In the spring of 1896, just some twenty years after the first official international football match ever, Hugo Buli, a young Belgrade Jew, returned from his studies in Germany. Among other things, Hugo brought a new shiny ball with him – a football. He soon reconnected with old friends and brought the ball with him when he went to see his friends at Soko Belgrade Sports Society. By May of the same year, Soko had an official football section. The Serbian Football Society was founded just a year later, again on the initiative of Hugo Buli. The first President of the Society was Mr. Feti Bey,  Turkish Consul to Belgrade and the respected Belgrade attorney, Mihailo Živadinović served as the first Vice-President. The first official clubs were Bačka from Subotica (then a part of the Austro-Hungarian Empire) and Šumadija from Kragujevac, founded in 1901 and 1903 respectively. Things just took on a life of their own after that. The game almost plays itself here. Almost.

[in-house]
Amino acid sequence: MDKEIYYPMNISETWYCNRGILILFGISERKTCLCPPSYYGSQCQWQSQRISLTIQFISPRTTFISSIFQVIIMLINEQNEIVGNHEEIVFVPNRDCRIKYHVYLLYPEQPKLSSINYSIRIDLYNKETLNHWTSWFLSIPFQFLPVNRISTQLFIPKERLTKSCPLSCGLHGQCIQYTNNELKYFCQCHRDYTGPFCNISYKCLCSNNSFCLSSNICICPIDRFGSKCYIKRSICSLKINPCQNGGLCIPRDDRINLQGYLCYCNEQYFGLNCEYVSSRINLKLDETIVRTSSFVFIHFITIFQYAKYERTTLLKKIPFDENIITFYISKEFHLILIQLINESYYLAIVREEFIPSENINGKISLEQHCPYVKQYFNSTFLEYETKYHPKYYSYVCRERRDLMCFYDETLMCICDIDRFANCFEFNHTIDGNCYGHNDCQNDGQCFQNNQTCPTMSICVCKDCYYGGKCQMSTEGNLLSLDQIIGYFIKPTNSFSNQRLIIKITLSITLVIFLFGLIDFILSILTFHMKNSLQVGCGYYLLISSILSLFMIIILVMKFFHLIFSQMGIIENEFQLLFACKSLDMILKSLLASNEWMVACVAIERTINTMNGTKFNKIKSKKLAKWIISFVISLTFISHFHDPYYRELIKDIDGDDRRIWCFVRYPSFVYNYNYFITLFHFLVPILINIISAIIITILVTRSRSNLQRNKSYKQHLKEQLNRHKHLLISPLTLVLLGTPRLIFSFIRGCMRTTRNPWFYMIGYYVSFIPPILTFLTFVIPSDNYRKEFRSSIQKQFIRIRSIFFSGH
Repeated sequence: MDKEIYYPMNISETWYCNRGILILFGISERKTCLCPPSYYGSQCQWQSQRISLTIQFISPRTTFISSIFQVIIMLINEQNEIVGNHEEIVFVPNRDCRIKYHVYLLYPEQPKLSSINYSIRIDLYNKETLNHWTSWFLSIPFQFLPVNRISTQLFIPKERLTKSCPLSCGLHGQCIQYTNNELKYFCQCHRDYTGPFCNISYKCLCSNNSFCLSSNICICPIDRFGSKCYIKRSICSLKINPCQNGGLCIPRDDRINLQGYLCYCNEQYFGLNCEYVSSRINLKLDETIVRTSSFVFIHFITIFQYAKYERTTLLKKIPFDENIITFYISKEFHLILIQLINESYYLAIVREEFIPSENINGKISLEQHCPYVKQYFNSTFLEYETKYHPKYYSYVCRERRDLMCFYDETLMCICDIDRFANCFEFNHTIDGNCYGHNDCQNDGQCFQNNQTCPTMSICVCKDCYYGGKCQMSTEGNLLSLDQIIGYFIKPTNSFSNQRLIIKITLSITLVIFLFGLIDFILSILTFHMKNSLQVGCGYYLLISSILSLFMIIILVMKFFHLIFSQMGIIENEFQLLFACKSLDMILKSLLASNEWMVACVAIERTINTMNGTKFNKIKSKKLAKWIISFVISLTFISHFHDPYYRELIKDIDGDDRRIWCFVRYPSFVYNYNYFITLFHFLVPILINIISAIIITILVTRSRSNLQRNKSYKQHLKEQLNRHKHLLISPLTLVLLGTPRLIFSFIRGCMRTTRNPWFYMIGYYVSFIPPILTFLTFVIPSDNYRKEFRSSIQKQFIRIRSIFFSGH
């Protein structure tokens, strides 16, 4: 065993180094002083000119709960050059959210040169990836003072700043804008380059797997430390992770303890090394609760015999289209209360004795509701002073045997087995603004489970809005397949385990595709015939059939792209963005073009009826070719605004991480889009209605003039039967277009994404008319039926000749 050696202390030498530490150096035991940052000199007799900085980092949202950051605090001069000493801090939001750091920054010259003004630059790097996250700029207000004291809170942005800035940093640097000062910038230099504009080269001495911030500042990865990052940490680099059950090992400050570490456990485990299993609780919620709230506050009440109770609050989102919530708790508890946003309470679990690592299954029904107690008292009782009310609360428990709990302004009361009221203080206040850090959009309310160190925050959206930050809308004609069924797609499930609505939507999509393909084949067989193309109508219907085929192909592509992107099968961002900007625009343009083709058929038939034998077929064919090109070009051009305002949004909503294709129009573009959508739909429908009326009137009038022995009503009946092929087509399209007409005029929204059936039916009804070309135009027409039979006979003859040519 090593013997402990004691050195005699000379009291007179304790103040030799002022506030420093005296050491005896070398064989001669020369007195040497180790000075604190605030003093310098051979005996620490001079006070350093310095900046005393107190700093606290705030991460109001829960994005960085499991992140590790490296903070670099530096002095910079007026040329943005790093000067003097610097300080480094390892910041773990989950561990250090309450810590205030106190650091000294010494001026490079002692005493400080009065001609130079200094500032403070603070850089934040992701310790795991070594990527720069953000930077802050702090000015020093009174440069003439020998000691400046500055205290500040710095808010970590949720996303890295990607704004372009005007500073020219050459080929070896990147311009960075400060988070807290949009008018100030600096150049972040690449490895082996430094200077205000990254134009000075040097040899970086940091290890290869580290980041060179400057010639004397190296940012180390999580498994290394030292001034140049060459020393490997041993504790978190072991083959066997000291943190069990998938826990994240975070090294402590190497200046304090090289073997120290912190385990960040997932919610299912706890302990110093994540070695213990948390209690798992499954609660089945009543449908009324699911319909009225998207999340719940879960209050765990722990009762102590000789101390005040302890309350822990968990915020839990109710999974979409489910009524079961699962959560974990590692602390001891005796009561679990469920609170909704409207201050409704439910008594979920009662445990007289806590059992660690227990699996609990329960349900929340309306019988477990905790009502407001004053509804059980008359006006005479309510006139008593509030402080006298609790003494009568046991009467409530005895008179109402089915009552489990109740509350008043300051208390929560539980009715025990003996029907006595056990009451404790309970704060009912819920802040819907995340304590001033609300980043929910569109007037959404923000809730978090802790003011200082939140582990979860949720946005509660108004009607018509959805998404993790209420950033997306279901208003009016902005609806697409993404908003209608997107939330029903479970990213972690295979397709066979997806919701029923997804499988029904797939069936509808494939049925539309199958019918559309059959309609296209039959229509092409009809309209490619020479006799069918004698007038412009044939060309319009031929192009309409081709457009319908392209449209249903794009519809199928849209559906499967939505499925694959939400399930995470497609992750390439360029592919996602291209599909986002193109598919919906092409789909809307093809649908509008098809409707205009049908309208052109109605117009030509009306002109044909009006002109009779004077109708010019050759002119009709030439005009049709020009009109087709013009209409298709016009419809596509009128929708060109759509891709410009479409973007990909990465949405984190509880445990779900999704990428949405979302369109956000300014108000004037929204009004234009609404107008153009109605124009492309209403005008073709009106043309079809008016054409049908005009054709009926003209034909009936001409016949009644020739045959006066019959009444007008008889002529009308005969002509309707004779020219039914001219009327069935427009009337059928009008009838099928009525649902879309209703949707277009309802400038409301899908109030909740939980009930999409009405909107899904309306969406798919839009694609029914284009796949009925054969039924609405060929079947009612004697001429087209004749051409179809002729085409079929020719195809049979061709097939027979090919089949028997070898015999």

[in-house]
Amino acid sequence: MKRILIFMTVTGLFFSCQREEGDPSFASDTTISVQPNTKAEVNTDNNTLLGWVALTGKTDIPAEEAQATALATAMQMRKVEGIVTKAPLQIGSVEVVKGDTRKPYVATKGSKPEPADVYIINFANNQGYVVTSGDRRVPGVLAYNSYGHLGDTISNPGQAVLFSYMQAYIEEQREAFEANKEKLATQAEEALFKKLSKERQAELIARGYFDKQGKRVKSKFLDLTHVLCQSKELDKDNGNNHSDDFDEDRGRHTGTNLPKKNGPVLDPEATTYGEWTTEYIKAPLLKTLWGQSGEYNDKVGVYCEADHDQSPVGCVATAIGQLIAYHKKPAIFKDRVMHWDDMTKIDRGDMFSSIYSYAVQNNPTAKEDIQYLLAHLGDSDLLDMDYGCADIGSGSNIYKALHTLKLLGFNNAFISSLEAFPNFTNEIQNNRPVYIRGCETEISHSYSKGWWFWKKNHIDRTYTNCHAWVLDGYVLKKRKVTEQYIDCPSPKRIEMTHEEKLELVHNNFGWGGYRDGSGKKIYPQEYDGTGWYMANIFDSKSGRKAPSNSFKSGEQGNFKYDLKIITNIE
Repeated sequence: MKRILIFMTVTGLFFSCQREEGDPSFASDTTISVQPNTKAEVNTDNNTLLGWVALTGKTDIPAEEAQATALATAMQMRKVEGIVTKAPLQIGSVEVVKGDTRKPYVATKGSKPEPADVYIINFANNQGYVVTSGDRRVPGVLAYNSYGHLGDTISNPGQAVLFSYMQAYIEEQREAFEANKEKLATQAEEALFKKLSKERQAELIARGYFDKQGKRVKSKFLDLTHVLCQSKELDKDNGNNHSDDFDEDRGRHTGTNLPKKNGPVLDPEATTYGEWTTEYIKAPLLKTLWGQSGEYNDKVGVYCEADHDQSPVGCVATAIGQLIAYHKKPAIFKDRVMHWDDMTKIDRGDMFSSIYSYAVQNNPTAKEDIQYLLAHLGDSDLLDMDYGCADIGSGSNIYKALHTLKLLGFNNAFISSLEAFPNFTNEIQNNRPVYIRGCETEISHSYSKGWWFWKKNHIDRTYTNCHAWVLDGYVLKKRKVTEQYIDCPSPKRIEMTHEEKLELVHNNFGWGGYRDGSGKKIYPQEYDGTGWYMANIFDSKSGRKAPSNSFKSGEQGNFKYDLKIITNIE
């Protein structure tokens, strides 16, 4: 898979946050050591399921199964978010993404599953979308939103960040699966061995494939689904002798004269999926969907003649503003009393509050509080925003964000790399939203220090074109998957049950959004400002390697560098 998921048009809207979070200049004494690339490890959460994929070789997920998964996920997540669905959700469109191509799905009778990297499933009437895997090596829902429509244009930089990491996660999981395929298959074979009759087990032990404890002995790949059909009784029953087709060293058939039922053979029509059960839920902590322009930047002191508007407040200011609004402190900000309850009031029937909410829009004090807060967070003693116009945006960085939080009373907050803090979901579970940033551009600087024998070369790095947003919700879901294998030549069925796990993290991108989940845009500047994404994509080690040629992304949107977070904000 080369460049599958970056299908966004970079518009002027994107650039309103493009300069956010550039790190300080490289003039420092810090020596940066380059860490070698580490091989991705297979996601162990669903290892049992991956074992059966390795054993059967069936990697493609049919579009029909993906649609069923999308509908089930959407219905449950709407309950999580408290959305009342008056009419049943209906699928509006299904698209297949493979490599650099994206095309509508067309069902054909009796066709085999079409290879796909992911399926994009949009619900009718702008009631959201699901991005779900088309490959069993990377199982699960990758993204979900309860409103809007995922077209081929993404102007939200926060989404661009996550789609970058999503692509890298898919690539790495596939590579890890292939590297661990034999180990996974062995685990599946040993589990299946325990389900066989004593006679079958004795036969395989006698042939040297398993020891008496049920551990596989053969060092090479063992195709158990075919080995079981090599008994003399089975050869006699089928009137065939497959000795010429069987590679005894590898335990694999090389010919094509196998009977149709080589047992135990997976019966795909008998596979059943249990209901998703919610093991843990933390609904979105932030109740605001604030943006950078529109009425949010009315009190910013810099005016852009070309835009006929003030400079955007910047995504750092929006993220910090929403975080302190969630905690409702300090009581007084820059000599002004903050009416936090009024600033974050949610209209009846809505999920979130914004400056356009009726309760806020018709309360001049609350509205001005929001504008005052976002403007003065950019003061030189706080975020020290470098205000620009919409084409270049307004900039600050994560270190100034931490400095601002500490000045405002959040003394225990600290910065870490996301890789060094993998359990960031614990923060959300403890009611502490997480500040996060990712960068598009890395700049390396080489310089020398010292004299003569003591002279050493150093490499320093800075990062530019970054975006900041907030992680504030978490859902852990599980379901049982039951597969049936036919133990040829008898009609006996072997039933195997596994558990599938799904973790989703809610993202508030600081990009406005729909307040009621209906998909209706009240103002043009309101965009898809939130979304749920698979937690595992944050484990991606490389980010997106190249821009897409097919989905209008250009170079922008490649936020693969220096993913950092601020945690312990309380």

The Serbian national squad played their first international match against HAŠK (Croatian Academic Sports Club, founded in 1903) from Zagreb in May of 1911 and lost by 0:8. Clubs and matches continued to develop throughout the region and, after WW I, the Yugoslavian Football Association (Jugoslovenski Nogometni Savez) was formed and football gained much of the form it still has in the region. The state championships were first held in 1923 and came to a standstill in 1940, by which time the YFA headquarters had been moved to Belgrade. Over that period, 7 championship titles were taken by Serbia’s best clubs, mostly dominated by BSK (Belgrade Sports Club). Matches and competitions remained unofficial throughout the period of WW II, although they were played.